Cornersville ceases brush pick-up
Cornersville residents will soon have to make their own arrangements for brush pickup.
The Cornersville Board of Mayor and Aldermen reluctantly voted at their monthly meeting on Thursday to discontinue the service.
The board clearly expressed their dissatisfaction at being forced to make the decision.
For the past 12 years the town has collected brush, limbs, and similar debris and burned the resulting pile as needed to dispose of the debris.
Until someone, unknown to the town, called the Tennessee Department of Environment and Conservation to complain about the burning.
“We’ve had no complaints for 12 years,” said Town Administrator Scotty Brock. “I’m not sure what brought this on, but it’s a sad day.”
Burning the debris, by the town, is not allowed under state air pollution guidelines, which only allows vegetation to be burned on the property from which it originates.
“If it’s not legal, even if it hurts us, then we can’t do it,” said Alderman Sherry McClintock.
Faced with no cost effective way to dispose of the brush collected, the board reluctantly decided to do away with the program altogether.
Brock said that contract services to chip collected yard waste cost upwards of $400 per hour.
Alternatives to the current policy were presented, but the board felt like, without any way to dispose of the waste, they would only be confusing for residents.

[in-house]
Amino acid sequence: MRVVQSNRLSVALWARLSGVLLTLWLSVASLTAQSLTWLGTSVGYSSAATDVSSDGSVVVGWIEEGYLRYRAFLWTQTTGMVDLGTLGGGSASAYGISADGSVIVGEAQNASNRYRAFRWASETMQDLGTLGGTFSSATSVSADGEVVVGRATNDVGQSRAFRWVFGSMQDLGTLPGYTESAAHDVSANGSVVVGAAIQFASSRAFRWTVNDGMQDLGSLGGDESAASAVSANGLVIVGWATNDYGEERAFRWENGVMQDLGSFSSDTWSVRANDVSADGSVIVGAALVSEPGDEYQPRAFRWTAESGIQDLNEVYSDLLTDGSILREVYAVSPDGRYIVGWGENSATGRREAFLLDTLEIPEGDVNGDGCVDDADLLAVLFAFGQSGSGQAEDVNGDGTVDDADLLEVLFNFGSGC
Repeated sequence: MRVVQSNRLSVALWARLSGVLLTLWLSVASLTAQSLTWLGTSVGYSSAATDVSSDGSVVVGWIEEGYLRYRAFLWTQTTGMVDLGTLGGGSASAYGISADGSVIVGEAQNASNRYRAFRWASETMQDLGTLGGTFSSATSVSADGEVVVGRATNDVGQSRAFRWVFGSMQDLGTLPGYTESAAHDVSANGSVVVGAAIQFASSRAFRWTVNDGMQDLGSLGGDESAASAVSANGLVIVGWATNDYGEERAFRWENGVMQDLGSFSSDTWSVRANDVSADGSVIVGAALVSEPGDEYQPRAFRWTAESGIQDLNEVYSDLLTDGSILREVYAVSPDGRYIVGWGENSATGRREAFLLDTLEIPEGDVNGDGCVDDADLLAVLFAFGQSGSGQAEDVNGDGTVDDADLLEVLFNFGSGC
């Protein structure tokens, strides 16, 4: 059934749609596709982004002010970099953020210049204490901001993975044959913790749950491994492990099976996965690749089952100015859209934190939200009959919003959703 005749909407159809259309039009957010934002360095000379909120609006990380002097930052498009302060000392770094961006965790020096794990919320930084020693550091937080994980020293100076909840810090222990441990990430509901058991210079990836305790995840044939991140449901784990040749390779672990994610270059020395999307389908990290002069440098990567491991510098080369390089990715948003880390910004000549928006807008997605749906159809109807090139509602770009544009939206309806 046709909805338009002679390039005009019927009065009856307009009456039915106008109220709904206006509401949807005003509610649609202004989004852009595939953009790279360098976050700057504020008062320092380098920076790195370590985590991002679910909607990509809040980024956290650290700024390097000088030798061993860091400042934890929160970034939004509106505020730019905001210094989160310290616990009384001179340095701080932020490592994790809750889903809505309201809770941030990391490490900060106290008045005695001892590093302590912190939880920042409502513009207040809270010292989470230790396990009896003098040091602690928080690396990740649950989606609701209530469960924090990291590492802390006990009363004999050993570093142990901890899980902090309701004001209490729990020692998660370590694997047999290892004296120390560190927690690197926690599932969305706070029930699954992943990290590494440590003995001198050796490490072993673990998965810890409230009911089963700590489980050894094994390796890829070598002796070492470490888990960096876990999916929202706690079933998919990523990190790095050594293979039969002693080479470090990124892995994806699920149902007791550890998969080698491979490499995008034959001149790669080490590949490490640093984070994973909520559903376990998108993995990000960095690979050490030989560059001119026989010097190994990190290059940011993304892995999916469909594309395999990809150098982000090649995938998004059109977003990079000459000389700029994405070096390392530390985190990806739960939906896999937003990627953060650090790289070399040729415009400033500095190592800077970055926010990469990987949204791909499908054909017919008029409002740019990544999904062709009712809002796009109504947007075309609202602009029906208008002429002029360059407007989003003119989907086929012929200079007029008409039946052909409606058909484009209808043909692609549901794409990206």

“You’re going to set up a situation that causes a lot of trouble,” said Alderman Jimmy Wolaver, of trying to change the guidelines.
The town will also amend parking regulations following resident complaints about safety issues.
The town will mark 50 foot setbacks at each intersection along Main Street for on street parking. Vehicles parked too close to intersections were the source of complaints due to limited visibility when trying to pull out on to the road.
No parking will be allowed across from the school on Main Street after concerns were raised for students who were crossing the road to be picked up after school in the face of drivers not yielding to pedestrians as state law requires.
The school will emphasize their suggested pick up plan that involves pulling into the school grounds as an alternative.
Mayor Melisa Peters opened two bids to replace approximately 300 feet of sidewalk in town.
David Robinson Concrete of Lewisburg was awarded the contract with a bid of $20,418.
At the start of the meeting, the aldermen, Doris Arthur, Mary Johnson, Sherry McClintock, and Brenda Hasting, re-elected to their seats in the November election were sworn in for their terms.
The board chose McClintock to continue to serve as vice mayor.
Brock informed the board that the town’s annual audit report had gone well, without anything unexpected.
The board also discussed purchasing a paver on behalf of the town, to help with fund raising for renovations at the high school baseball stadium.